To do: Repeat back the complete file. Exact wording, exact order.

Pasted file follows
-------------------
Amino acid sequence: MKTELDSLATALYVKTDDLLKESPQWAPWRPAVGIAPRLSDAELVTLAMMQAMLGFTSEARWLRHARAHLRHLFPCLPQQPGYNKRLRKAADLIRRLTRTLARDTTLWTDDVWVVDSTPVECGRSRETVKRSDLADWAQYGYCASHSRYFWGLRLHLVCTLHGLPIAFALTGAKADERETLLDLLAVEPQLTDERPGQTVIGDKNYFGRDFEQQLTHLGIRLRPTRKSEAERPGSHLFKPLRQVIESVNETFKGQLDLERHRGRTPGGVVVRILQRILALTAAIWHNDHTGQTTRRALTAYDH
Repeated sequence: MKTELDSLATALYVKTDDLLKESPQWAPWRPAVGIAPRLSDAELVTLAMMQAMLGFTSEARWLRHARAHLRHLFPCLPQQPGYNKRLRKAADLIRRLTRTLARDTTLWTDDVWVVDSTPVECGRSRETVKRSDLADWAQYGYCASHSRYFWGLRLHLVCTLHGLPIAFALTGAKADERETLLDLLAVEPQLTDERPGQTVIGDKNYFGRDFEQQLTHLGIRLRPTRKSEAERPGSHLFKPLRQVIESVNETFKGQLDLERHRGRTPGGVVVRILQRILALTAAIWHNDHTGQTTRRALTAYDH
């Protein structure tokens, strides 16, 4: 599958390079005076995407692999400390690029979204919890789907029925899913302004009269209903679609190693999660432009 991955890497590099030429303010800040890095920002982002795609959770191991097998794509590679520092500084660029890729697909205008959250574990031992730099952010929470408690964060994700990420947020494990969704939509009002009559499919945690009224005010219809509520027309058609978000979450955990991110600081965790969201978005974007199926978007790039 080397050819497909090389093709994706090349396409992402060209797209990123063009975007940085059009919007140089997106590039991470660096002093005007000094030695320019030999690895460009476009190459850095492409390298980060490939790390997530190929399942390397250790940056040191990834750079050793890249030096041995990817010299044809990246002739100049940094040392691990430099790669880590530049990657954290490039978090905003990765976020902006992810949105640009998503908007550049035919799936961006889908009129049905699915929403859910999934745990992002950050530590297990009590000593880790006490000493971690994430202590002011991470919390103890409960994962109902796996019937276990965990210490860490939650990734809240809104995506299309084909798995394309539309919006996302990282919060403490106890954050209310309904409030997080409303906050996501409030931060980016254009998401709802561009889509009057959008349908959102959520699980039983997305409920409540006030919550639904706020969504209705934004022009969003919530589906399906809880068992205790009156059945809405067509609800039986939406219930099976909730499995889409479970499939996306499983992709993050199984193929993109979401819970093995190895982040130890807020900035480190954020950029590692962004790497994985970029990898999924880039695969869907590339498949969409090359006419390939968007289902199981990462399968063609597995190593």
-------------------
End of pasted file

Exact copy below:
Amino acid sequence: MKTELDSLATALYVKTDDLLKESPQWAPWRPAVGIAPRLSDAELVTLAMMQAMLGFTSEARWLRHARAHLRHLFPCLPQQPGYNKRLRKAADLIRRLTRTLARDTTLWTDDVWVVDSTPVECGRSRETVKRSDLADWAQYGYCASHSRYFWGLRLHLVCTLHGLPIAFALTGAKADERETLLDLLAVEPQLTDERPGQTVIGDKNYFGRDFEQQLTHLGIRLRPTRKSEAERPGSHLFKPLRQVIESVNETFKGQLDLERHRGRTPGGVVVRILQRILALTAAIWHNDHTGQTTRRALTAYDH
Repeated sequence: MKTELDSLATALYVKTDDLLKESPQWAPWRPAVGIAPRLSDAELVTLAMMQAMLGFTSEARWLRHARAHLRHLFPCLPQQPGYNKRLRKAADLIRRLTRTLARDTTLWTDDVWVVDSTPVECGRSRETVKRSDLADWAQYGYCASHSRYFWGLRLHLVCTLHGLPIAFALTGAKADERETLLDLLAVEPQLTDERPGQTVIGDKNYFGRDFEQQLTHLGIRLRPTRKSEAERPGSHLFKPLRQVIESVNETFKGQLDLERHRGRTPGGVVVRILQRILALTAAIWHNDHTGQTTRRALTAYDH
């Protein structure tokens, strides 16, 4: 599958390079005076995407692999400390690029979204919890789907029925899913302004009269209903679609190693999660432009 991955890497590099030429303010800040890095920002982002795609959770191991097998794509590679520092500084660029890729697909205008959250574990031992730099952010929470408690964060994700990420947020494990969704939509009002009559499919945690009224005010219809509520027309058609978000979450955990991110600081965790969201978005974007199926978007790039 080397050819497909090389093709994706090349396409992402060209797209990123063009975007940085059009919007140089997106590039991470660096002093005007000094030695320019030999690895460009476009190459850095492409390298980060490939790390997530190929399942390397250790940056040191990834750079050793890249030096041995990817010299044809990246002739100049940094040392691990430099790669880590530049990657954290490039978090905003990765976020902006992810949105640009998503908007550049035919799936961006889908009129049905699915929403859910999934745990992002950050530590297990009590000593880790006490000493971690994430202590002011991470919390103890409960994962109902796996019937276990965990210490860490939650990734809240809104995506299309084909798995394309539309919006996302990282919060403490106890954050209310309904409030997080409303906050996501409030931060980016254009998401709802561009889509009057959008349908959102959520699980039983997305409920409540006030919550639904706020969504209705934004022009969003919530589906399906809880068992205790009156059945809405067509609800039986939406219930099976909730499995889409479970499939996306499983992709993050199984193929993109979401819970093995190895982040130890807020900035480190954020950029590692962004790497994985970029990898999924880039695969869907590339498949969409090359006419390939968007289902199981990462399968063609597995190593």